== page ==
But even as they celebrated, they were already in danger.
One bright afternoon less than a month later, the couple left a doctor’s appointment in the small southern Indian city where they grew up. A man came up behind them carrying a large butcher knife in his right hand. He hacked Pranay twice on the head and neck, killing him instantly.
Pranay, 23, was a Dalit, a term used to describe those formerly known as “untouchables.” Amrutha, 21, belongs to an upper caste. Her rich and powerful family viewed the couple’s union as an unacceptable humiliation. Her father, T. Maruthi Rao, was so enraged that he hired killers to murder his son-in-law, court documents say.
While Indian society is changing, it is not shifting rapidly enough for couples like Amrutha and Pranay, whose marriage defied an age-old system of discrimination and hierarchy. Even as India has lifted millions out of poverty, increased education rates and built one of the world’s fastest-growing economies, the influence of caste — a social order rooted in Hindu scriptures and based on an identity determined at birth — remains pervasive.
That system is at its most resilient in marriage. A 2017 study found that just 5.8 percent of Indian marriages are between people of different castes, a rate that has changed little in four decades. The results surprised the researchers, who had expected to see “more intermingling of the different castes,” said Tridip Ray, a statistician and the lead author. “Unfortunately, that’s not happening.”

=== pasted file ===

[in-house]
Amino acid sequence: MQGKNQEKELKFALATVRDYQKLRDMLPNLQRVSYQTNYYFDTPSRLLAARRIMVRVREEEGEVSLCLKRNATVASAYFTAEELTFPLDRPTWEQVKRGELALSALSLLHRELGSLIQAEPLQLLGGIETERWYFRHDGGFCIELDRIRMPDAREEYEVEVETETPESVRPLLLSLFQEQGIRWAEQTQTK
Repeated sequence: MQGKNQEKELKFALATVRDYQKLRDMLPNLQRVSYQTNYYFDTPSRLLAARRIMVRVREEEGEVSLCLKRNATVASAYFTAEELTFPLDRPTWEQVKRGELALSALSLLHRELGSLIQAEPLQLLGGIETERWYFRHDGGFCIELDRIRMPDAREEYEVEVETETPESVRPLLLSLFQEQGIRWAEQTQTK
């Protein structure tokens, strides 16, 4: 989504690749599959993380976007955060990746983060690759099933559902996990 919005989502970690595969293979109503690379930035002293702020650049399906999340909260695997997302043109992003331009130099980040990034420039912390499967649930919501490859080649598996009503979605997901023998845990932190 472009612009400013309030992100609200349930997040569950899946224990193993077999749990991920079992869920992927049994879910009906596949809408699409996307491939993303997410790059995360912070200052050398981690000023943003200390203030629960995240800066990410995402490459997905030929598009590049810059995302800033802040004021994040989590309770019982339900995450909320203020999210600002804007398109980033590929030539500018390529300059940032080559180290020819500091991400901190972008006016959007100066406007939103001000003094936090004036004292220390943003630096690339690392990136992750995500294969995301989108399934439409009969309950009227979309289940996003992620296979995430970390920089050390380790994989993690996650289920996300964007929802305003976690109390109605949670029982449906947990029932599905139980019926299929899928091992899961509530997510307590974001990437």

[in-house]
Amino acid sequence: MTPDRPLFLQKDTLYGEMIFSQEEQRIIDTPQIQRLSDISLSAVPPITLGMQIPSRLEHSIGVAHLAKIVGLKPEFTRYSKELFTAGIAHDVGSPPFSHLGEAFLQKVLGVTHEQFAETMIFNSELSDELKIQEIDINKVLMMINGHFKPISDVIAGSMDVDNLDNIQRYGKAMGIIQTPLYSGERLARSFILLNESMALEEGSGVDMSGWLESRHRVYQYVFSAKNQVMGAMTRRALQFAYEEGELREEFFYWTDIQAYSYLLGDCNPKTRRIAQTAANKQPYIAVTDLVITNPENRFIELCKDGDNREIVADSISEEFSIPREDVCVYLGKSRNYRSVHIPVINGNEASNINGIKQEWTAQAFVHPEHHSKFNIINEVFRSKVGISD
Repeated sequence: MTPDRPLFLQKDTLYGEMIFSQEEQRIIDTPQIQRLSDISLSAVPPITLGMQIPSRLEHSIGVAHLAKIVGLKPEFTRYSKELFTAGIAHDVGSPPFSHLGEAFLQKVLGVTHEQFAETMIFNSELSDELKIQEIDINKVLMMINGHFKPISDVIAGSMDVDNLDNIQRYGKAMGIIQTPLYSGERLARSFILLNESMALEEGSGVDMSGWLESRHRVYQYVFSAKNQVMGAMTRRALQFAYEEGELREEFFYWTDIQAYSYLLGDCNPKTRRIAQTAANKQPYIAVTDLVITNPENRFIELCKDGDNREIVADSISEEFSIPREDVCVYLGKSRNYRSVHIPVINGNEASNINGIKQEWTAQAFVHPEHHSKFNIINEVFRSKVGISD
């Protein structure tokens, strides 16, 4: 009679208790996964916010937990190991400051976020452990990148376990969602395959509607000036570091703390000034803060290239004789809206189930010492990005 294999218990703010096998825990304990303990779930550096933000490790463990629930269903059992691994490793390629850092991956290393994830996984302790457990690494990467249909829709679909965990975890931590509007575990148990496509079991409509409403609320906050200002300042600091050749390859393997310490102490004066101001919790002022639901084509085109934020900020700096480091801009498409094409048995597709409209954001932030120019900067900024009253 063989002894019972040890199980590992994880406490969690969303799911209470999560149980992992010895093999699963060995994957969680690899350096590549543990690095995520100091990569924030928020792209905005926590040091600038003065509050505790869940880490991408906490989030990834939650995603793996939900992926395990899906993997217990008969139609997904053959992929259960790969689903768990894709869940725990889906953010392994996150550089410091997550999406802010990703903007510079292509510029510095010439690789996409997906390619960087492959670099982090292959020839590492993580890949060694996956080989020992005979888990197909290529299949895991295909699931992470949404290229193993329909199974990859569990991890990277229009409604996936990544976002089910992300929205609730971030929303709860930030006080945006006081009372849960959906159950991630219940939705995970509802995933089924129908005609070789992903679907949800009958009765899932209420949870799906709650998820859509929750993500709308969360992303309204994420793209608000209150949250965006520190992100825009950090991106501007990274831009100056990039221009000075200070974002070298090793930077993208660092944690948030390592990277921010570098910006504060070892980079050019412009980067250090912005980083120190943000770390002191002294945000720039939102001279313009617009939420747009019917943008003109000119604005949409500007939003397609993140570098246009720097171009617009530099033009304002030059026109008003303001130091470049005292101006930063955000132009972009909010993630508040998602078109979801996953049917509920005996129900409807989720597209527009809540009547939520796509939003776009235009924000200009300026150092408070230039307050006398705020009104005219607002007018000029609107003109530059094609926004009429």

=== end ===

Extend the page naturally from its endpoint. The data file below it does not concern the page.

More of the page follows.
In India, transgressing such boundaries sometimes provokes violence. Since late June, killings of men and women who married outside their caste have been reported in the states of Gujarat, Tamil Nadu, Madhya Pradesh and Andhra Pradesh. The daughter of a politician from India’s ruling party recently posted a video on social media seeking protection from her father after she married a Dalit man against her family’s wishes.
Such violent reprisals are “passed off in the name of tradition and honor,” said Uma Chakravarti, a renowned historian and expert on caste and gender. But the motives go far deeper, she said. If a woman can choose whom she wants to marry — including a Dalit man — it “destabilizes the entire system” that perpetuates inequality.
A forbidden love
On a recent morning, Amrutha — a slim young woman with a heart-shaped face — sat in the living room of the house she shares with Pranay’s parents. Next to her was a screen showing images from closed-circuit cameras: the front door, the street, the corner where a large mango tree towers over the home. Her son, a plump 6-month-old with his father’s smile, sat on her lap.
The house sits near the edge of a Dalit neighborhood and represents the middle-class stability won by Pranay’s father, Balaswamy, who has worked as a clerk at the Life Insurance Corporation of India for the past three decades. Amrutha grew up a five-minute drive away in a large building owned by her father, a wealthy real estate developer in this city of 100,000 surrounded by rice mills in the state of Telangana.
Dalits, who make up almost 17 percent of India’s population of more than 1.3 billion, are at the bottom of India’s caste hierarchy. After centuries of subjugation, they have made inroads into politics, higher education and business, partly through affirmative action.